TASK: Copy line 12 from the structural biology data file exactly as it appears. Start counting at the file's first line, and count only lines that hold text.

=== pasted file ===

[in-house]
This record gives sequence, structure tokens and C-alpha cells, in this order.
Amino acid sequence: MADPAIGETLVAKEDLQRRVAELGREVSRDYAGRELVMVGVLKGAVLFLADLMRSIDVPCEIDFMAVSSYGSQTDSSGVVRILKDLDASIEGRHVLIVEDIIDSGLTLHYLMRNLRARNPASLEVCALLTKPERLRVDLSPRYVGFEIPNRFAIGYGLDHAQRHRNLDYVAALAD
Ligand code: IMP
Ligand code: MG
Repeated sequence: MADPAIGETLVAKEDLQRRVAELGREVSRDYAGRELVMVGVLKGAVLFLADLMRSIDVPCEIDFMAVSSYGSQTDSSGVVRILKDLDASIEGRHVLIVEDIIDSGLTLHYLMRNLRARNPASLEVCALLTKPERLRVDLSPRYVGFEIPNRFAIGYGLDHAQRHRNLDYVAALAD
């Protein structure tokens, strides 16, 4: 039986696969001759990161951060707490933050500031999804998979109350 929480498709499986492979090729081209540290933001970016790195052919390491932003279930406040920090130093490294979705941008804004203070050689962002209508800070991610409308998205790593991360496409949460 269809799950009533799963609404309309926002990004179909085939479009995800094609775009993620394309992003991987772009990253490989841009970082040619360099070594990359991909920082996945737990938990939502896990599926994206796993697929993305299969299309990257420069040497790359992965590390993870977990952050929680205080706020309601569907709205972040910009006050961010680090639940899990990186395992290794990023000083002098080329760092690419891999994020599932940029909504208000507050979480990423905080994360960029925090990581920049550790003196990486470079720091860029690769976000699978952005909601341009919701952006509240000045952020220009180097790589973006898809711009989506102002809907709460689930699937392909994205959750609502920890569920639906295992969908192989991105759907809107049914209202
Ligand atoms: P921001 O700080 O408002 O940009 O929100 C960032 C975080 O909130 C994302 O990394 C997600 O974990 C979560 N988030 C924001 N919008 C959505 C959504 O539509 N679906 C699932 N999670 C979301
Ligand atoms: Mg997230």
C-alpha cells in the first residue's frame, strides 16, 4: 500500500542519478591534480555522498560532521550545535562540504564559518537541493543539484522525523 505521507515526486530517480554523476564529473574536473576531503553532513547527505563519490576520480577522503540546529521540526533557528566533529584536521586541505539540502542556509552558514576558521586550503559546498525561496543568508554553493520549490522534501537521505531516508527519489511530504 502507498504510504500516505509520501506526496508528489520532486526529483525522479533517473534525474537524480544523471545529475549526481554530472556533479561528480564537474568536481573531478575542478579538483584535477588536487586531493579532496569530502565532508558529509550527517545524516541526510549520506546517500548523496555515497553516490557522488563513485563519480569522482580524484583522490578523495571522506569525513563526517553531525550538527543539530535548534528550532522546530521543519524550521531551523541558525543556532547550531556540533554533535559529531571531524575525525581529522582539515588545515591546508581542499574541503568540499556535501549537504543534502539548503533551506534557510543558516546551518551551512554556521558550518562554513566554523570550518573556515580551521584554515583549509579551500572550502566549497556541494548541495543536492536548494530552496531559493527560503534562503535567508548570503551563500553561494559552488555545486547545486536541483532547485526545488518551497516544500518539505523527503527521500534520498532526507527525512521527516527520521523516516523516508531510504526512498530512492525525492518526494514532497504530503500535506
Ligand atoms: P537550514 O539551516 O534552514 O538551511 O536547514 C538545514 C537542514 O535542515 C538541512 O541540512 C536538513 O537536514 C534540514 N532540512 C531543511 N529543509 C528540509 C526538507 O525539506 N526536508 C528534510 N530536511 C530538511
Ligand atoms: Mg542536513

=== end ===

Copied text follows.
Ligand atoms: Mg542536513